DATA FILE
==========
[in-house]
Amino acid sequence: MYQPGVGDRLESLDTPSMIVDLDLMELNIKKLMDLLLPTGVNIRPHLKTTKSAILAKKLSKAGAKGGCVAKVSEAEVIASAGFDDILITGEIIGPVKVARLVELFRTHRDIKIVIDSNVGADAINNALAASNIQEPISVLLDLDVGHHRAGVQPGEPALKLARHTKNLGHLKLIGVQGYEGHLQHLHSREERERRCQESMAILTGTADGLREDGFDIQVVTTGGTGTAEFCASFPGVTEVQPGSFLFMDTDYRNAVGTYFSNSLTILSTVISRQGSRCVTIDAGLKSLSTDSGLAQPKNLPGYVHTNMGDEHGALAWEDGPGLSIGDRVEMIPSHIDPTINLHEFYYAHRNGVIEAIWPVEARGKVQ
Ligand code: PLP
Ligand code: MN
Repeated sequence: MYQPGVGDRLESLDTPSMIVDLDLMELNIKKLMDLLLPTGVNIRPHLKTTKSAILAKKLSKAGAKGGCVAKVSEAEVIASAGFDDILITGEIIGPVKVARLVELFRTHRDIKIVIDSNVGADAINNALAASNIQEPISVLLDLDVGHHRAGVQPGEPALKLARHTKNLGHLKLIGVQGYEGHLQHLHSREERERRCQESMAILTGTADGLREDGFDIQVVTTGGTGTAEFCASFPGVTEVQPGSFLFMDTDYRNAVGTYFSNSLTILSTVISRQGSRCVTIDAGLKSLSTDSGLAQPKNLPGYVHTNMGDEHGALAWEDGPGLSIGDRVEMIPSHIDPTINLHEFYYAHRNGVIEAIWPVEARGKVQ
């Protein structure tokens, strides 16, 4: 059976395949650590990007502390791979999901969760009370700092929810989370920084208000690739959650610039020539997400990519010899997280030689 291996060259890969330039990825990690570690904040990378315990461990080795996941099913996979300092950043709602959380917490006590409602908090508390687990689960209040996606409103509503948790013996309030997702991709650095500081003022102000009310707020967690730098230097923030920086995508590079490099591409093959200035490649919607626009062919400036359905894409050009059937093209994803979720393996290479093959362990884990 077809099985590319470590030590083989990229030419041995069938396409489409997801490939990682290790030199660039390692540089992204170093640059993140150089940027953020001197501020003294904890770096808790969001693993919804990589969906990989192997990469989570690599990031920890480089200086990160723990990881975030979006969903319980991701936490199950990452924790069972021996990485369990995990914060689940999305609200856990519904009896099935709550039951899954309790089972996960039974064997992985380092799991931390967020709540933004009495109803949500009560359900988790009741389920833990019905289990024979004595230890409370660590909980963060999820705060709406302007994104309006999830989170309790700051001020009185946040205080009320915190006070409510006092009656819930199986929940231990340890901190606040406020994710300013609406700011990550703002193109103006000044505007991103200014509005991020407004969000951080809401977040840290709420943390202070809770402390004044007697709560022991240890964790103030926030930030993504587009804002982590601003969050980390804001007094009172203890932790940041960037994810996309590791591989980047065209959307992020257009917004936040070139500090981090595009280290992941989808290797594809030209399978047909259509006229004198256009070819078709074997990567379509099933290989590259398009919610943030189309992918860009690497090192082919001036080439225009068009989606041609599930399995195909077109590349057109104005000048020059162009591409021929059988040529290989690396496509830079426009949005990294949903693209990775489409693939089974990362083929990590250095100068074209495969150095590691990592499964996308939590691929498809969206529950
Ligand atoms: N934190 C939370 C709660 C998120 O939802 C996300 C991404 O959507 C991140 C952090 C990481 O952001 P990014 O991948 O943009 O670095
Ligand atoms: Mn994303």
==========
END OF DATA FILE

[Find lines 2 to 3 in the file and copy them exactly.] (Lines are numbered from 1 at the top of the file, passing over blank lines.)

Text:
Amino acid sequence: MYQPGVGDRLESLDTPSMIVDLDLMELNIKKLMDLLLPTGVNIRPHLKTTKSAILAKKLSKAGAKGGCVAKVSEAEVIASAGFDDILITGEIIGPVKVARLVELFRTHRDIKIVIDSNVGADAINNALAASNIQEPISVLLDLDVGHHRAGVQPGEPALKLARHTKNLGHLKLIGVQGYEGHLQHLHSREERERRCQESMAILTGTADGLREDGFDIQVVTTGGTGTAEFCASFPGVTEVQPGSFLFMDTDYRNAVGTYFSNSLTILSTVISRQGSRCVTIDAGLKSLSTDSGLAQPKNLPGYVHTNMGDEHGALAWEDGPGLSIGDRVEMIPSHIDPTINLHEFYYAHRNGVIEAIWPVEARGKVQ
Ligand code: PLP